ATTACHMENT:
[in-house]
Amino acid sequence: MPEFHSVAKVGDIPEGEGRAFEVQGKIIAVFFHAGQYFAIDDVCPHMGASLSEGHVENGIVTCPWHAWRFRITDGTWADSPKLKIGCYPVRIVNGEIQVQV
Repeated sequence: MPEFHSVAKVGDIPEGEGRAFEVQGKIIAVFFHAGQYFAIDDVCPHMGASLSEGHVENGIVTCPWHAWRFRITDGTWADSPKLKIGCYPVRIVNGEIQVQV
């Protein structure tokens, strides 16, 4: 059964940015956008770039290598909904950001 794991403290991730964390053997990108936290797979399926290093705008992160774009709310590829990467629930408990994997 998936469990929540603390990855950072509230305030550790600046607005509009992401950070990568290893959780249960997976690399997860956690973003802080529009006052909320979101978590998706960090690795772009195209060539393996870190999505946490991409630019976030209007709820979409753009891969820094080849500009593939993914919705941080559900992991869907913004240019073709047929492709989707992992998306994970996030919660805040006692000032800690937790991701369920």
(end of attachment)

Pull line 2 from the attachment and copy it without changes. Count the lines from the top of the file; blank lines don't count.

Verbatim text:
Amino acid sequence: MPEFHSVAKVGDIPEGEGRAFEVQGKIIAVFFHAGQYFAIDDVCPHMGASLSEGHVENGIVTCPWHAWRFRITDGTWADSPKLKIGCYPVRIVNGEIQVQV